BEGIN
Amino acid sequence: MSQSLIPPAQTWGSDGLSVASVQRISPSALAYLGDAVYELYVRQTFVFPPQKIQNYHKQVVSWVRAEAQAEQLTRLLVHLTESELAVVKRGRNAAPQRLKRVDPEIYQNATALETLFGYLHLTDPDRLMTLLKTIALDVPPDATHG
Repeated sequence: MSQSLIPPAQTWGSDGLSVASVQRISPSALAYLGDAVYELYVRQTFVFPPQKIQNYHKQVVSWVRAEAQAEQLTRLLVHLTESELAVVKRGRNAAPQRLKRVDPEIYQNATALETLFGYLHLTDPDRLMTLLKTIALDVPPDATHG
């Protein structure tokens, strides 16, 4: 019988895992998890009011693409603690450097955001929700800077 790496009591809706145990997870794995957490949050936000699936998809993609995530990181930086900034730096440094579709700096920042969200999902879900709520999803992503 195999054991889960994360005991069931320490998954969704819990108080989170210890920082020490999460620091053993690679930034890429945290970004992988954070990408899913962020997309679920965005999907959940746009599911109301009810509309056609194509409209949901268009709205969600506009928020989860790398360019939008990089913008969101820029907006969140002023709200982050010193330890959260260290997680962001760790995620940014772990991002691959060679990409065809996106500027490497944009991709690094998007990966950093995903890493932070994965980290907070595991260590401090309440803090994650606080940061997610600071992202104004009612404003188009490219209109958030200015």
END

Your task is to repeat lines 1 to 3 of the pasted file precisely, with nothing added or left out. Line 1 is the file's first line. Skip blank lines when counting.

Amino acid sequence: MSQSLIPPAQTWGSDGLSVASVQRISPSALAYLGDAVYELYVRQTFVFPPQKIQNYHKQVVSWVRAEAQAEQLTRLLVHLTESELAVVKRGRNAAPQRLKRVDPEIYQNATALETLFGYLHLTDPDRLMTLLKTIALDVPPDATHG
Repeated sequence: MSQSLIPPAQTWGSDGLSVASVQRISPSALAYLGDAVYELYVRQTFVFPPQKIQNYHKQVVSWVRAEAQAEQLTRLLVHLTESELAVVKRGRNAAPQRLKRVDPEIYQNATALETLFGYLHLTDPDRLMTLLKTIALDVPPDATHG
């Protein structure tokens, strides 16, 4: 019988895992998890009011693409603690450097955001929700800077 790496009591809706145990997870794995957490949050936000699936998809993609995530990181930086900034730096440094579709700096920042969200999902879900709520999803992503 195999054991889960994360005991069931320490998954969704819990108080989170210890920082020490999460620091053993690679930034890429945290970004992988954070990408899913962020997309679920965005999907959940746009599911109301009810509309056609194509409209949901268009709205969600506009928020989860790398360019939008990089913008969101820029907006969140002023709200982050010193330890959260260290997680962001760790995620940014772990991002691959060679990409065809996106500027490497944009991709690094998007990966950093995903890493932070994965980290907070595991260590401090309440803090994650606080940061997610600071992202104004009612404003188009490219209109958030200015």